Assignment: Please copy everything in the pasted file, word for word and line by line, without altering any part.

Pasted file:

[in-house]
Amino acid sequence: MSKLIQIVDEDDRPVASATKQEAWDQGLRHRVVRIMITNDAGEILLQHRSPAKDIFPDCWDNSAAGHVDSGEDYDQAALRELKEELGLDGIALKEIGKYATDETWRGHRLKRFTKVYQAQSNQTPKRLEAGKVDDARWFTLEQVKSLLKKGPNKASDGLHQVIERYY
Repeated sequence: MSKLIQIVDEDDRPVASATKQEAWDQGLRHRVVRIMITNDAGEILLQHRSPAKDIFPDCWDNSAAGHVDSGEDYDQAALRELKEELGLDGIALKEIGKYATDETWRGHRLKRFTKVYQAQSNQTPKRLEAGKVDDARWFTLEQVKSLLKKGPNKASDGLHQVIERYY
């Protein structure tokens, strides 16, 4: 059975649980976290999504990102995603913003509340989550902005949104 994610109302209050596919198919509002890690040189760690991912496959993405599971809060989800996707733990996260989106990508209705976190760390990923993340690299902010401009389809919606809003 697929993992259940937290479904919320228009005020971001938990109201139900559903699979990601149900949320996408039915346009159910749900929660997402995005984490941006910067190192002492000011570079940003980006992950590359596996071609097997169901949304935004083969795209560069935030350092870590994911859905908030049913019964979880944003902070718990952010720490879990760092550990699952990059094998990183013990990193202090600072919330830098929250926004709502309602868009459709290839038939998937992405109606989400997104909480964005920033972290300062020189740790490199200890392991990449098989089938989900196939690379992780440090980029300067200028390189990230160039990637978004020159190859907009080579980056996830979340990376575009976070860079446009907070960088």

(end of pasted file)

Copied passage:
[in-house]
Amino acid sequence: MSKLIQIVDEDDRPVASATKQEAWDQGLRHRVVRIMITNDAGEILLQHRSPAKDIFPDCWDNSAAGHVDSGEDYDQAALRELKEELGLDGIALKEIGKYATDETWRGHRLKRFTKVYQAQSNQTPKRLEAGKVDDARWFTLEQVKSLLKKGPNKASDGLHQVIERYY
Repeated sequence: MSKLIQIVDEDDRPVASATKQEAWDQGLRHRVVRIMITNDAGEILLQHRSPAKDIFPDCWDNSAAGHVDSGEDYDQAALRELKEELGLDGIALKEIGKYATDETWRGHRLKRFTKVYQAQSNQTPKRLEAGKVDDARWFTLEQVKSLLKKGPNKASDGLHQVIERYY
């Protein structure tokens, strides 16, 4: 059975649980976290999504990102995603913003509340989550902005949104 994610109302209050596919198919509002890690040189760690991912496959993405599971809060989800996707733990996260989106990508209705976190760390990923993340690299902010401009389809919606809003 697929993992259940937290479904919320228009005020971001938990109201139900559903699979990601149900949320996408039915346009159910749900929660997402995005984490941006910067190192002492000011570079940003980006992950590359596996071609097997169901949304935004083969795209560069935030350092870590994911859905908030049913019964979880944003902070718990952010720490879990760092550990699952990059094998990183013990990193202090600072919330830098929250926004709502309602868009459709290839038939998937992405109606989400997104909480964005920033972290300062020189740790490199200890392991990449098989089938989900196939690379992780440090980029300067200028390189990230160039990637978004020159190859907009080579980056996830979340990376575009976070860079446009907070960088």